Scorpa/Sherco Maintenance Schedule?

Discussion in 'Trials' started by KSUperDuty, May 11, 2020.

  1. KSUperDuty

    KSUperDuty Been here awhile

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    Thanks for the advice all. I just put the same amount that back in. Figured that was around 700 cc’s. I’m happy with the clutch and more oil should be better if the machine has the capacity. And, it’s not about trust, it’s about the discrepancy. Why the difference between 2019 and 2020 in the manuals?

    I tend to believe that following the maintinence schedule adds to the life and the parts of the machine, and I enjoy wrenching on my own stuff. The Scorpa manual is kind of a joke. Too many years of buying KTM’s and BMW’s I guess. Those guys tend to go a little overboard in the other direction, but they’ve got their stuff dialed in.

    FA464922-7D45-4EB8-B7C9-AEA6B7DB013A.jpeg
    #21
  2. Thesolidman1

    Thesolidman1 Been here awhile

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    This what is supposed to have.

    "Please note that 2017 onward models with diaphragm clutch use 650cc of transmission oil"
    #22
  3. KSUperDuty

    KSUperDuty Been here awhile

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    No disagreement from me, but the manual that came with the bike clearly states otherwise.
    #23
  4. bobbywarner

    bobbywarner Been here awhile

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    @KSUperDuty Can you please send a picture of the front cover of your manual? I'm wondering if you got an old manual with your bike. This happened to me one year (I got a 2016 Sherco manual with my new 2018 Sherco).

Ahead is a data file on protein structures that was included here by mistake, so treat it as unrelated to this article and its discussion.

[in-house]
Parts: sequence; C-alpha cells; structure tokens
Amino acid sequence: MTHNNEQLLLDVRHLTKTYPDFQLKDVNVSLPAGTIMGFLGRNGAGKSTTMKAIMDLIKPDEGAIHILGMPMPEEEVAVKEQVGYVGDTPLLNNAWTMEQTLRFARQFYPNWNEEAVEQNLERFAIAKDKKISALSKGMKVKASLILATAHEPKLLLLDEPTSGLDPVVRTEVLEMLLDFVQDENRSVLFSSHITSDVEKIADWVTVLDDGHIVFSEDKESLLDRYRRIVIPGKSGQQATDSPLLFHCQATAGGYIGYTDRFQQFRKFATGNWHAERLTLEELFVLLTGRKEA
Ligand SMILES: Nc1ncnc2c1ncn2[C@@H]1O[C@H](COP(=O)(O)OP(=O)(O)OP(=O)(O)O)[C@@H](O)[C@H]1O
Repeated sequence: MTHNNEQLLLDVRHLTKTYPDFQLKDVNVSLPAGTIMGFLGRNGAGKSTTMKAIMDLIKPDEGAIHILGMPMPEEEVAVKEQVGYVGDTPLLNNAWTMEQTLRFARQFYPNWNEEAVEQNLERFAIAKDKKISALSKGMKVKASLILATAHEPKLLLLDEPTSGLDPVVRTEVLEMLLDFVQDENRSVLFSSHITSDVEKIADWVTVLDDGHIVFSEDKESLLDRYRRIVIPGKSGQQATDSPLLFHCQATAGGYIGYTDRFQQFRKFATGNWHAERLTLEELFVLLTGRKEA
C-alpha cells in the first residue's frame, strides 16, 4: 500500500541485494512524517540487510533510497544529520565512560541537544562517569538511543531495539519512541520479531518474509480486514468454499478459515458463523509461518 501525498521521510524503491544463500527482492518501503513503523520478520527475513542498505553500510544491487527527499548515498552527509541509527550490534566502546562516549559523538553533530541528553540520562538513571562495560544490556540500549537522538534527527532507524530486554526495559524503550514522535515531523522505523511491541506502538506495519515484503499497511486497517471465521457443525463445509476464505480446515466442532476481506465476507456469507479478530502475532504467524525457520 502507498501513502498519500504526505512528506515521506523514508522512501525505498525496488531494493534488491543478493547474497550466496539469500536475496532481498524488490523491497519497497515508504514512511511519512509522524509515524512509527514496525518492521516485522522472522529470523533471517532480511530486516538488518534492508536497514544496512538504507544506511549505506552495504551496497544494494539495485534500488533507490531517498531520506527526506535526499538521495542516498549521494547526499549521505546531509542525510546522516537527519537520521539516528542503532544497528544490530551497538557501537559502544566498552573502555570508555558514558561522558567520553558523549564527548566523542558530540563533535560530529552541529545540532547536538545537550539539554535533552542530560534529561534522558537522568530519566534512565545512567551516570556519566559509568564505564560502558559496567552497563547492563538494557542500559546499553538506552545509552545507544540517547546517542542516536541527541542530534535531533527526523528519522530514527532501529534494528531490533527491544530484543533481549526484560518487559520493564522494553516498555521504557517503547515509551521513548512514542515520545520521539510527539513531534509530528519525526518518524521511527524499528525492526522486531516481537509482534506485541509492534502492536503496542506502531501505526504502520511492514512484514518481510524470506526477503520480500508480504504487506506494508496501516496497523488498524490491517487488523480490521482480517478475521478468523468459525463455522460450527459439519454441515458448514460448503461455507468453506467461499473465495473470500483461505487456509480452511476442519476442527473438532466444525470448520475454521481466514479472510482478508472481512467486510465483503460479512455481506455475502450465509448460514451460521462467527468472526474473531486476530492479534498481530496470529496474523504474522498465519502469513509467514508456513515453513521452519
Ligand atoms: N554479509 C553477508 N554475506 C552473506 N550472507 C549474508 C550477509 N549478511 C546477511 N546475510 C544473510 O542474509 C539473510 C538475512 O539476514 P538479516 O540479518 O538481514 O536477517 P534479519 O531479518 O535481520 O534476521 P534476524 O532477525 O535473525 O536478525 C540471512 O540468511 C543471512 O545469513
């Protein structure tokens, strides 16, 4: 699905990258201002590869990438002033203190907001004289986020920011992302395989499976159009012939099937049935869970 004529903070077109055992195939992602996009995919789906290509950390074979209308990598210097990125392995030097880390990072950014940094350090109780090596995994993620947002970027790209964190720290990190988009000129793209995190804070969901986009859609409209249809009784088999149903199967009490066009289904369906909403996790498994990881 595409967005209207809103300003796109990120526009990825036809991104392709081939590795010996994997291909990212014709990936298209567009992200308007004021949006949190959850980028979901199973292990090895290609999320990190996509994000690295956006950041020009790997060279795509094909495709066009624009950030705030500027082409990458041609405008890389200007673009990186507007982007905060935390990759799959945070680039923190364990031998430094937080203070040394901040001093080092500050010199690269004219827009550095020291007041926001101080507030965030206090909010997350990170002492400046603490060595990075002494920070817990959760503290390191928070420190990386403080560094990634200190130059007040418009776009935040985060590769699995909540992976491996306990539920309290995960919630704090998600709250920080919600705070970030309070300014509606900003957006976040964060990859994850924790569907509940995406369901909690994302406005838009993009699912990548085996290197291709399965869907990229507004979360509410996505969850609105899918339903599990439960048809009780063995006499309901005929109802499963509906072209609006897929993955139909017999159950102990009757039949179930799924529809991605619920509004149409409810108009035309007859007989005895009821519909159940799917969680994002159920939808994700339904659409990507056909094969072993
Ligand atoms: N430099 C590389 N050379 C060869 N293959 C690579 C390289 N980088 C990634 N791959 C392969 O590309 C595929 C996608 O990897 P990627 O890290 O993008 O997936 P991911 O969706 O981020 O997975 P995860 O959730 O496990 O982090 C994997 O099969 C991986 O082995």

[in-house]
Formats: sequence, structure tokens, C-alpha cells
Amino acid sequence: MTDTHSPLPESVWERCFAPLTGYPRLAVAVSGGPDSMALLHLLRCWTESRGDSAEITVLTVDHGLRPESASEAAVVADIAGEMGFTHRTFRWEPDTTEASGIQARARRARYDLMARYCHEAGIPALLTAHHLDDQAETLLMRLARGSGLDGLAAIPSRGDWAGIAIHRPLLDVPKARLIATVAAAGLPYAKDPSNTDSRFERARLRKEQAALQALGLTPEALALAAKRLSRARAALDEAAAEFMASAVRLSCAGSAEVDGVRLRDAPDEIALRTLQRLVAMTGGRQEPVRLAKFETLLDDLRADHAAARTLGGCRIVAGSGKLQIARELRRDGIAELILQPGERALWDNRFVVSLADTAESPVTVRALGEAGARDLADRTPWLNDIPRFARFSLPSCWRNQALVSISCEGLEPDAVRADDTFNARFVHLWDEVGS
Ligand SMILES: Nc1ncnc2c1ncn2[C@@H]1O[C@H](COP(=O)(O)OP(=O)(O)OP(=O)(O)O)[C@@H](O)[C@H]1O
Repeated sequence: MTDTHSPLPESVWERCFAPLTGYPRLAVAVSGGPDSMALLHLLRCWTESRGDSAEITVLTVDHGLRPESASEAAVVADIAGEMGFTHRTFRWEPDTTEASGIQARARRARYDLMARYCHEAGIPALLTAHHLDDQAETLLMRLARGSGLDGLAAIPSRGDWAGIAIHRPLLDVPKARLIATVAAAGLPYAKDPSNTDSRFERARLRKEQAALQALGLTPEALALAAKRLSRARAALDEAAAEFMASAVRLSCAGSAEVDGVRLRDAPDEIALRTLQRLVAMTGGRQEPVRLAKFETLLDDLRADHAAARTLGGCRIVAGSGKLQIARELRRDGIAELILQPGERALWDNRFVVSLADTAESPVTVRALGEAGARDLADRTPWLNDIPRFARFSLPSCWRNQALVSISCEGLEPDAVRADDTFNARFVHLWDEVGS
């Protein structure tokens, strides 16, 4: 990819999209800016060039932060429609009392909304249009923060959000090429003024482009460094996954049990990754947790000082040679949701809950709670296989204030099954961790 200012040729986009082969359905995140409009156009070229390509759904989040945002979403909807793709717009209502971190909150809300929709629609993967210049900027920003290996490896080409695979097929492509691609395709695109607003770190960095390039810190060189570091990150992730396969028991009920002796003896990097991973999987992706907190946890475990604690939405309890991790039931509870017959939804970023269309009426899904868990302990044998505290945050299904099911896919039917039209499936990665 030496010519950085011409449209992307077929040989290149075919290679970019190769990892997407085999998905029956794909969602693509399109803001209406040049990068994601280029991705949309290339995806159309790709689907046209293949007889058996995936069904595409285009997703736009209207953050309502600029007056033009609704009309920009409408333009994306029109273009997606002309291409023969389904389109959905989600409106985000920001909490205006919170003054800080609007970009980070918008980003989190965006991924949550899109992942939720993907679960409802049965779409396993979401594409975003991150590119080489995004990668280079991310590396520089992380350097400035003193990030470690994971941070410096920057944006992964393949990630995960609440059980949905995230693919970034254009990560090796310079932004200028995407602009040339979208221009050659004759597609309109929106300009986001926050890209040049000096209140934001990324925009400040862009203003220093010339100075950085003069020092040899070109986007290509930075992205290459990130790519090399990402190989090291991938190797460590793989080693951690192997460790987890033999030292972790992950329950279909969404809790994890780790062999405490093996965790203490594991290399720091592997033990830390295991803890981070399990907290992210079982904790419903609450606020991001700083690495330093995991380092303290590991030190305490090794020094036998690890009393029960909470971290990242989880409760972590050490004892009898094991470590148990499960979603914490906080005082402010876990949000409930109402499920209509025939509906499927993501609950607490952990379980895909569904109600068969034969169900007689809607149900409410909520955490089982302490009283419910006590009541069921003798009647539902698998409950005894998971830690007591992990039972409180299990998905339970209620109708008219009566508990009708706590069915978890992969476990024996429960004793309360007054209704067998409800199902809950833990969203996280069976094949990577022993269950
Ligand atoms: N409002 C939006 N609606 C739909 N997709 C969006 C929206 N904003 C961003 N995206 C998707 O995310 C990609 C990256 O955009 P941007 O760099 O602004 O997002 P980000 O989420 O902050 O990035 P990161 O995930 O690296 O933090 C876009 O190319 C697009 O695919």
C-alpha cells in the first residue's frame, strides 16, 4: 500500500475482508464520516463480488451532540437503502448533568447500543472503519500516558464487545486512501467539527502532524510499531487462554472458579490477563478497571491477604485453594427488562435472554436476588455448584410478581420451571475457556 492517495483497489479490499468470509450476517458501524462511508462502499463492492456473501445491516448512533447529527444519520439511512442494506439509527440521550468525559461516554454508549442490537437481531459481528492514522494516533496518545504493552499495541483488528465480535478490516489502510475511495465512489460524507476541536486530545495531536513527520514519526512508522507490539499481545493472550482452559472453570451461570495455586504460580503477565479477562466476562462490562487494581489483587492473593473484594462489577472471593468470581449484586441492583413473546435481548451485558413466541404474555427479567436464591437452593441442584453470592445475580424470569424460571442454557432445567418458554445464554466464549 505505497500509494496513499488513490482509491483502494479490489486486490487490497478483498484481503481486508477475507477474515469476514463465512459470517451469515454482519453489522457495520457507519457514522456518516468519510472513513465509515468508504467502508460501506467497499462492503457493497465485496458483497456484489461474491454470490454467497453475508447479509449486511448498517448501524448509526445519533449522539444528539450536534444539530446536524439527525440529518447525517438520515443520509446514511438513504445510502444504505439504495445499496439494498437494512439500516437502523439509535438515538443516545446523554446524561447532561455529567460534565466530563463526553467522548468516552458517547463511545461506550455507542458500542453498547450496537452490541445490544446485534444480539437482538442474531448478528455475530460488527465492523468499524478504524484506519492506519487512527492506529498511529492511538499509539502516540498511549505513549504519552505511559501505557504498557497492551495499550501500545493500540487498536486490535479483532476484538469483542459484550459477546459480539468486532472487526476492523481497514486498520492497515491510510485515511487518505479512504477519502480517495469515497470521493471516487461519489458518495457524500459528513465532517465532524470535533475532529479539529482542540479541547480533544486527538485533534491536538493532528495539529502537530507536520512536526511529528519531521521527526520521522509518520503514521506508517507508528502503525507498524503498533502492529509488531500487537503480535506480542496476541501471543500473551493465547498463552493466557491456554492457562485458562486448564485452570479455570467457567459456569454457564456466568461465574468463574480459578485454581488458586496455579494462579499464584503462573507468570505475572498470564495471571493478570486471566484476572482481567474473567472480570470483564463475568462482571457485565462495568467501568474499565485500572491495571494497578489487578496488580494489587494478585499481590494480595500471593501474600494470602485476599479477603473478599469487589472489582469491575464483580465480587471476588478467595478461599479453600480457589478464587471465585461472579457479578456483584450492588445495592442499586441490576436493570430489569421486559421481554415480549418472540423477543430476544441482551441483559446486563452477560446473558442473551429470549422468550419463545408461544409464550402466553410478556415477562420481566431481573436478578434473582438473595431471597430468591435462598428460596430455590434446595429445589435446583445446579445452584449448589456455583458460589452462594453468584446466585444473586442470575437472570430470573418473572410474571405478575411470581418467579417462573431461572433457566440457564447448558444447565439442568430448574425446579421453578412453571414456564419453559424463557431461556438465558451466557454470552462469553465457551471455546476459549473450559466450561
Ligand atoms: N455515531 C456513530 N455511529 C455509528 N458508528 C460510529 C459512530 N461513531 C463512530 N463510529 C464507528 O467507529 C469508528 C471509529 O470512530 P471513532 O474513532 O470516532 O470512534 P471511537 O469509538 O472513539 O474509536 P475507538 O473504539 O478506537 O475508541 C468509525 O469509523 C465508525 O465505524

#24
  5. lineaway

    lineaway Long timer

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    Welcome to wonderful world of owning a Spanish bike.:D

    And someone thought `I`was not a good person to reply to this thread.
    Sorry Ricardo,
    {There are several Sherco / Scorpa users here. Maybe they have a more accurate input, but I'm assuming 60:1 for the first 10-20 hours? Changing the oil after will be good also.}
    #25
  6. KSUperDuty

    KSUperDuty Been here awhile

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    Conveniently undated. Anywhere. Doesn’t look like a much older bike on the cover. Matches the bike pretty close.

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    #26
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  7. KSUperDuty

    KSUperDuty Been here awhile

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    Too right! But I think it’s the coolest thing! I’ve been riding several times a day, I’m terrible at it, and going slow is a ton of fun!
    #27